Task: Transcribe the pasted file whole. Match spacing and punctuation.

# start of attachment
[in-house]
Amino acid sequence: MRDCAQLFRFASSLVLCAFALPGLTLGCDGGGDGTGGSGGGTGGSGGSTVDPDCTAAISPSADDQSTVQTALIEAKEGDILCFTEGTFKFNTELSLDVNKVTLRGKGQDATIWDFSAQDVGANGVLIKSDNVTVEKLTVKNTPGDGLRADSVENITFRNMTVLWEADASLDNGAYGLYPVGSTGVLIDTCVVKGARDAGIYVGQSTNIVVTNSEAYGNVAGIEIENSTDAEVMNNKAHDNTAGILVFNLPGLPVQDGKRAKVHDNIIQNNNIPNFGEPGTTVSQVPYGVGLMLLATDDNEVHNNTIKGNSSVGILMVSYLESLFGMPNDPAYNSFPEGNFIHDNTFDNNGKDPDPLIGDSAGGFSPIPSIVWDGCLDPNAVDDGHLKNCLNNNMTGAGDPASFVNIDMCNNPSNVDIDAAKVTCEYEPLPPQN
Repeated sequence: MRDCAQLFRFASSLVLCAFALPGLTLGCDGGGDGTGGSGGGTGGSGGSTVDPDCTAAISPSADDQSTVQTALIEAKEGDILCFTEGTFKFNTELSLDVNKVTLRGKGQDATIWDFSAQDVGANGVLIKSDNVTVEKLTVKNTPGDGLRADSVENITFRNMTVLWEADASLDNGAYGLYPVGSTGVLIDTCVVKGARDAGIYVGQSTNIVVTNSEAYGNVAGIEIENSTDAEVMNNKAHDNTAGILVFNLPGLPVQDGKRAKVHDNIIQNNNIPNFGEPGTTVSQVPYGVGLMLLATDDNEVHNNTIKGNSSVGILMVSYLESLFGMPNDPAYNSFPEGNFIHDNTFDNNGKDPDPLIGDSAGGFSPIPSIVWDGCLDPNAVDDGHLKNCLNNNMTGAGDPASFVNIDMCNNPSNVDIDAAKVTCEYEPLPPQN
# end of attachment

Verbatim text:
[in-house]
Amino acid sequence: MRDCAQLFRFASSLVLCAFALPGLTLGCDGGGDGTGGSGGGTGGSGGSTVDPDCTAAISPSADDQSTVQTALIEAKEGDILCFTEGTFKFNTELSLDVNKVTLRGKGQDATIWDFSAQDVGANGVLIKSDNVTVEKLTVKNTPGDGLRADSVENITFRNMTVLWEADASLDNGAYGLYPVGSTGVLIDTCVVKGARDAGIYVGQSTNIVVTNSEAYGNVAGIEIENSTDAEVMNNKAHDNTAGILVFNLPGLPVQDGKRAKVHDNIIQNNNIPNFGEPGTTVSQVPYGVGLMLLATDDNEVHNNTIKGNSSVGILMVSYLESLFGMPNDPAYNSFPEGNFIHDNTFDNNGKDPDPLIGDSAGGFSPIPSIVWDGCLDPNAVDDGHLKNCLNNNMTGAGDPASFVNIDMCNNPSNVDIDAAKVTCEYEPLPPQN
Repeated sequence: MRDCAQLFRFASSLVLCAFALPGLTLGCDGGGDGTGGSGGGTGGSGGSTVDPDCTAAISPSADDQSTVQTALIEAKEGDILCFTEGTFKFNTELSLDVNKVTLRGKGQDATIWDFSAQDVGANGVLIKSDNVTVEKLTVKNTPGDGLRADSVENITFRNMTVLWEADASLDNGAYGLYPVGSTGVLIDTCVVKGARDAGIYVGQSTNIVVTNSEAYGNVAGIEIENSTDAEVMNNKAHDNTAGILVFNLPGLPVQDGKRAKVHDNIIQNNNIPNFGEPGTTVSQVPYGVGLMLLATDDNEVHNNTIKGNSSVGILMVSYLESLFGMPNDPAYNSFPEGNFIHDNTFDNNGKDPDPLIGDSAGGFSPIPSIVWDGCLDPNAVDDGHLKNCLNNNMTGAGDPASFVNIDMCNNPSNVDIDAAKVTCEYEPLPPQN